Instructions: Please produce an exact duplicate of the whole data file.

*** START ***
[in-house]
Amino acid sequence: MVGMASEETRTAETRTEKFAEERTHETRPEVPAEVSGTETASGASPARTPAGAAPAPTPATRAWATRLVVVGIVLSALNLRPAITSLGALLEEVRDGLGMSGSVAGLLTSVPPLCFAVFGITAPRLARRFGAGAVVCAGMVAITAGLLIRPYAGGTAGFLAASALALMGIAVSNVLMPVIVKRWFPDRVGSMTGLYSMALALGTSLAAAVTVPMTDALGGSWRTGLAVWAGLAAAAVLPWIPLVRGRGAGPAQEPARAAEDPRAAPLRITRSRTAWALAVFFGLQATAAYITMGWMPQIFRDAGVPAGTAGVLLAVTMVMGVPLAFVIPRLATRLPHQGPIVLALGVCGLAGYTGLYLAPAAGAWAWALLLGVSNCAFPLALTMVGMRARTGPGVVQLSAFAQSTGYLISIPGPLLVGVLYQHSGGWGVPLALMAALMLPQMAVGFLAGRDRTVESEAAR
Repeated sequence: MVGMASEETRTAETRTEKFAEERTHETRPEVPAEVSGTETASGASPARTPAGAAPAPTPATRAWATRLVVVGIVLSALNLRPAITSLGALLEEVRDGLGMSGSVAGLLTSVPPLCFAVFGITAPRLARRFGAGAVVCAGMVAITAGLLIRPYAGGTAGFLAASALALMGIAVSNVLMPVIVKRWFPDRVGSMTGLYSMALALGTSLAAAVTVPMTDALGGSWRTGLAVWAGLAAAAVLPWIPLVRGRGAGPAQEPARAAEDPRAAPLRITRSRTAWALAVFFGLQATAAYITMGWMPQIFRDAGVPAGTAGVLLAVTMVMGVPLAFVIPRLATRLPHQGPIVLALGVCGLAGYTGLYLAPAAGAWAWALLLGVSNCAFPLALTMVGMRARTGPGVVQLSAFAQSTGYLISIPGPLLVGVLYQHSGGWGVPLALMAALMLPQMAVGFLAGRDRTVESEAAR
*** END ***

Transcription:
[in-house]
Amino acid sequence: MVGMASEETRTAETRTEKFAEERTHETRPEVPAEVSGTETASGASPARTPAGAAPAPTPATRAWATRLVVVGIVLSALNLRPAITSLGALLEEVRDGLGMSGSVAGLLTSVPPLCFAVFGITAPRLARRFGAGAVVCAGMVAITAGLLIRPYAGGTAGFLAASALALMGIAVSNVLMPVIVKRWFPDRVGSMTGLYSMALALGTSLAAAVTVPMTDALGGSWRTGLAVWAGLAAAAVLPWIPLVRGRGAGPAQEPARAAEDPRAAPLRITRSRTAWALAVFFGLQATAAYITMGWMPQIFRDAGVPAGTAGVLLAVTMVMGVPLAFVIPRLATRLPHQGPIVLALGVCGLAGYTGLYLAPAAGAWAWALLLGVSNCAFPLALTMVGMRARTGPGVVQLSAFAQSTGYLISIPGPLLVGVLYQHSGGWGVPLALMAALMLPQMAVGFLAGRDRTVESEAAR
Repeated sequence: MVGMASEETRTAETRTEKFAEERTHETRPEVPAEVSGTETASGASPARTPAGAAPAPTPATRAWATRLVVVGIVLSALNLRPAITSLGALLEEVRDGLGMSGSVAGLLTSVPPLCFAVFGITAPRLARRFGAGAVVCAGMVAITAGLLIRPYAGGTAGFLAASALALMGIAVSNVLMPVIVKRWFPDRVGSMTGLYSMALALGTSLAAAVTVPMTDALGGSWRTGLAVWAGLAAAAVLPWIPLVRGRGAGPAQEPARAAEDPRAAPLRITRSRTAWALAVFFGLQATAAYITMGWMPQIFRDAGVPAGTAGVLLAVTMVMGVPLAFVIPRLATRLPHQGPIVLALGVCGLAGYTGLYLAPAAGAWAWALLLGVSNCAFPLALTMVGMRARTGPGVVQLSAFAQSTGYLISIPGPLLVGVLYQHSGGWGVPLALMAALMLPQMAVGFLAGRDRTVESEAAR